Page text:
Defra four-day week campaign continues

PCS members working for the Department for Environment, Food and Rural Affairs (Defra) are continuing to campaign for a four-day week in workplaces across England.

In a recent letter to the department’s permanent secretary, Tamara Finkelstein, PCS members said how a four-day week would drastically improve their life and productivity at work.

One member told us how they would become “more productive during work”, develop a “better home/life balance”, and benefit from “improved physical health and wellbeing”.

A second member said that a four-day week would help alleviate the conditions of her chronic fatigue syndrome, boost morale and help her care for her disabled mother.

Another member added: ‘I do not want the generations of workers that come after me suffering the same fatigue stress and ill health that I have had to endure for the past 43 years.’

Clear benefits

Late in January, Defra reps presented evidence of the benefits of cutting working hours to colleagues in London, Newcastle, York, Bristol, Worcester and Weybridge. Before Christmas, members had called for Defra managers to implement a pilot scheme.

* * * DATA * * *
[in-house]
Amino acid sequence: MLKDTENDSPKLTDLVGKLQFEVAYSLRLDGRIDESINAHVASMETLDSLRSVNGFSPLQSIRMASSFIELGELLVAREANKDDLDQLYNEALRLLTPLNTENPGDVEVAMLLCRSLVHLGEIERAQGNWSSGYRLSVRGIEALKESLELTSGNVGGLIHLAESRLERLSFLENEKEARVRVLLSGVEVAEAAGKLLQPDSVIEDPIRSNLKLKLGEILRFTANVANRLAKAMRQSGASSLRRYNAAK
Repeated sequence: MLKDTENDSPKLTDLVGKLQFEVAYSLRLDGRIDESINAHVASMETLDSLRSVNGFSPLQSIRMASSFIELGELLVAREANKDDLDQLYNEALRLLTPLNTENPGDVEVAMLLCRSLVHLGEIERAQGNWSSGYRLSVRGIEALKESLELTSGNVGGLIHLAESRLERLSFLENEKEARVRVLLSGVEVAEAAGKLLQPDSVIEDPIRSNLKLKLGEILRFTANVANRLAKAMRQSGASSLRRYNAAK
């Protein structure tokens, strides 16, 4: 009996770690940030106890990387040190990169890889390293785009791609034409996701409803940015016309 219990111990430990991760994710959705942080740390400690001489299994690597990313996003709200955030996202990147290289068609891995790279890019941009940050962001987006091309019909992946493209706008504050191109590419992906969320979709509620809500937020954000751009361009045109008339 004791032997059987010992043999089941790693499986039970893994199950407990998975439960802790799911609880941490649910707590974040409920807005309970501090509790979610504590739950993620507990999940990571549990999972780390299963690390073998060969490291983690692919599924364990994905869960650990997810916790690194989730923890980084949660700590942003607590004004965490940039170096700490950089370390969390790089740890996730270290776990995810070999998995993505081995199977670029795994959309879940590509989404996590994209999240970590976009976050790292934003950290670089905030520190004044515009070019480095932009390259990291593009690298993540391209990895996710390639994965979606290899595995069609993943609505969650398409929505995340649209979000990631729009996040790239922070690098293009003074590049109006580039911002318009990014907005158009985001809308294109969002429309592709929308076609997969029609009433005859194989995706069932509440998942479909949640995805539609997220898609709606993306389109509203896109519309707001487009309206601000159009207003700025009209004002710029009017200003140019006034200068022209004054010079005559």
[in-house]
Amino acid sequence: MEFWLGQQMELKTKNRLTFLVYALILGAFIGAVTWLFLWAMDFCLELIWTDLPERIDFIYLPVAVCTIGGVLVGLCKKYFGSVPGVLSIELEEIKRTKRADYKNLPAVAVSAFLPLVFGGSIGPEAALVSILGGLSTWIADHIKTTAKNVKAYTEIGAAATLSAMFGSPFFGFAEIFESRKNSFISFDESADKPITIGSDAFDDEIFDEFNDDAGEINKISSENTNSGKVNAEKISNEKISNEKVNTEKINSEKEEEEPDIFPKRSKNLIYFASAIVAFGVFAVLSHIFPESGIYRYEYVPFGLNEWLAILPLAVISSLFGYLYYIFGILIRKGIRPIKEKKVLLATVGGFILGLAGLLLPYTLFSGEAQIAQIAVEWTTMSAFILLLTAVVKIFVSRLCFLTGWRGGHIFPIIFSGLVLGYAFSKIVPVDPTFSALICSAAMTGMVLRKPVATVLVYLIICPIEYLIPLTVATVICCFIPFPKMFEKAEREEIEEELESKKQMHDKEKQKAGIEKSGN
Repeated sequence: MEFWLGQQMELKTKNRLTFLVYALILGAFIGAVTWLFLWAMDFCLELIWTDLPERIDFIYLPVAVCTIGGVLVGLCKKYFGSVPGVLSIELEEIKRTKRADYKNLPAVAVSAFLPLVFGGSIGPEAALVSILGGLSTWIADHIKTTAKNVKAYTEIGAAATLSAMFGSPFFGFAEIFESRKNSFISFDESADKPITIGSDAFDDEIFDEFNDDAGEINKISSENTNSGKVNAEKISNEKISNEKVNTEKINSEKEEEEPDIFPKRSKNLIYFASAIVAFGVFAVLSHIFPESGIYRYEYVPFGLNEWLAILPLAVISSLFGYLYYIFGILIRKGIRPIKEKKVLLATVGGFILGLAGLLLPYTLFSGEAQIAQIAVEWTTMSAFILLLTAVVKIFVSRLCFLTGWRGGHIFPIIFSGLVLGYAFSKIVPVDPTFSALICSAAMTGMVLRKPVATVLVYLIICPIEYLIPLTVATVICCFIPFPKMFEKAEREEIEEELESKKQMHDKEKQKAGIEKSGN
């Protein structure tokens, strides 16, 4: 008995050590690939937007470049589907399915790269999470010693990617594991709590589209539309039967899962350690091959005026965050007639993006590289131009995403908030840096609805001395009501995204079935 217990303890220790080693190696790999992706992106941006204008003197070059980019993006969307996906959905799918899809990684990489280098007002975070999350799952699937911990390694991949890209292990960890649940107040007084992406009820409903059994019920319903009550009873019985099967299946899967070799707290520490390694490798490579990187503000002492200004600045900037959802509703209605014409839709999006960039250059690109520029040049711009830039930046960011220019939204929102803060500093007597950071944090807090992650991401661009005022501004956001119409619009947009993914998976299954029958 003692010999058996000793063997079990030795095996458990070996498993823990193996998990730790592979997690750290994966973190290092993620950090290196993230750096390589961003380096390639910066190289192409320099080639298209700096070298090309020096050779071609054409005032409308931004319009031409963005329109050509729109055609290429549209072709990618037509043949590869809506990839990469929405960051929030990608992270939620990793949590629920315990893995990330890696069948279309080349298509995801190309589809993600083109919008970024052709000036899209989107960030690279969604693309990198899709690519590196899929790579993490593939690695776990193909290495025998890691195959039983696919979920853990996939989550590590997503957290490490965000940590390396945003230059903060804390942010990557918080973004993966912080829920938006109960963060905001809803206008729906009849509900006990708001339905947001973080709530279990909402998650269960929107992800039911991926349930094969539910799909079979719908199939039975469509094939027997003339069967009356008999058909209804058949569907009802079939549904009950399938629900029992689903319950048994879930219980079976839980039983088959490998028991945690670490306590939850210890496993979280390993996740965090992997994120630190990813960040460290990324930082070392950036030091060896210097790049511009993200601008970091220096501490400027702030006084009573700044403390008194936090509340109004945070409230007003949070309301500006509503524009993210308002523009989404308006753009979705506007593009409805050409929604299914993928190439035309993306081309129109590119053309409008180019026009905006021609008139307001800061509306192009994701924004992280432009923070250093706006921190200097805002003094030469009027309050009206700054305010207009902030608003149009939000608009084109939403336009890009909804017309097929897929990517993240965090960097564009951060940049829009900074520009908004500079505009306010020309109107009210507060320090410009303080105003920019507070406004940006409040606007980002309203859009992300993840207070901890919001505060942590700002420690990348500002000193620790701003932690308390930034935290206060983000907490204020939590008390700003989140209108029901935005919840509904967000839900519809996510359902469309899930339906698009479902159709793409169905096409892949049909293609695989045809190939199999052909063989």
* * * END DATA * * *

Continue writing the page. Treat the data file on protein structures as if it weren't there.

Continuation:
A wide-ranging 2022 trial showed:

  • a 59% reduction in staff leaving
  • a 34% increase in revenue
  • 71% reported reduced level of burnout
  • a 33% reduction in sickness.

PCS is calling on managers and policy makers to recognise these benefits and call for a proper trial to see how a four-day week could improve support for the UK’s farmers, nature and food, as well as our members.

A public sector trial in the Scottish Government is about to begin. According to the 4 Day Week Campaign, that is why it is “important that we see an equivalent trial get off the ground in England too”.